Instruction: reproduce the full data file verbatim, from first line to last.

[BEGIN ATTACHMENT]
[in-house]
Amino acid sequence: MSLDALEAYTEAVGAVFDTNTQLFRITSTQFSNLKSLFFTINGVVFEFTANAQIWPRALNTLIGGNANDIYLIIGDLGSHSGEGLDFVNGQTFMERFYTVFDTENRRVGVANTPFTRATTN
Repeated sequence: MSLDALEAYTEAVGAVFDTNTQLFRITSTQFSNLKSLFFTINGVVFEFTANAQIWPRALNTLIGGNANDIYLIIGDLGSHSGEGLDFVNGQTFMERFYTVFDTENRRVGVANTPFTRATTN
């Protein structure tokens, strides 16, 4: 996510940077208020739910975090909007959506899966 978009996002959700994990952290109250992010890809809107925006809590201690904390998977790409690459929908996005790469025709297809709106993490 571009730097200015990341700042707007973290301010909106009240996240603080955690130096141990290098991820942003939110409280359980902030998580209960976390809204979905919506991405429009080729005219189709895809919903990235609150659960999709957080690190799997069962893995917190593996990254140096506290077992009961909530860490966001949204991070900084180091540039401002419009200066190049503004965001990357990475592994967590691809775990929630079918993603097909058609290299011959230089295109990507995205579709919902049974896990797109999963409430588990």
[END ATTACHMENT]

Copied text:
[in-house]
Amino acid sequence: MSLDALEAYTEAVGAVFDTNTQLFRITSTQFSNLKSLFFTINGVVFEFTANAQIWPRALNTLIGGNANDIYLIIGDLGSHSGEGLDFVNGQTFMERFYTVFDTENRRVGVANTPFTRATTN
Repeated sequence: MSLDALEAYTEAVGAVFDTNTQLFRITSTQFSNLKSLFFTINGVVFEFTANAQIWPRALNTLIGGNANDIYLIIGDLGSHSGEGLDFVNGQTFMERFYTVFDTENRRVGVANTPFTRATTN
């Protein structure tokens, strides 16, 4: 996510940077208020739910975090909007959506899966 978009996002959700994990952290109250992010890809809107925006809590201690904390998977790409690459929908996005790469025709297809709106993490 571009730097200015990341700042707007973290301010909106009240996240603080955690130096141990290098991820942003939110409280359980902030998580209960976390809204979905919506991405429009080729005219189709895809919903990235609150659960999709957080690190799997069962893995917190593996990254140096506290077992009961909530860490966001949204991070900084180091540039401002419009200066190049503004965001990357990475592994967590691809775990929630079918993603097909058609290299011959230089295109990507995205579709919902049974896990797109999963409430588990």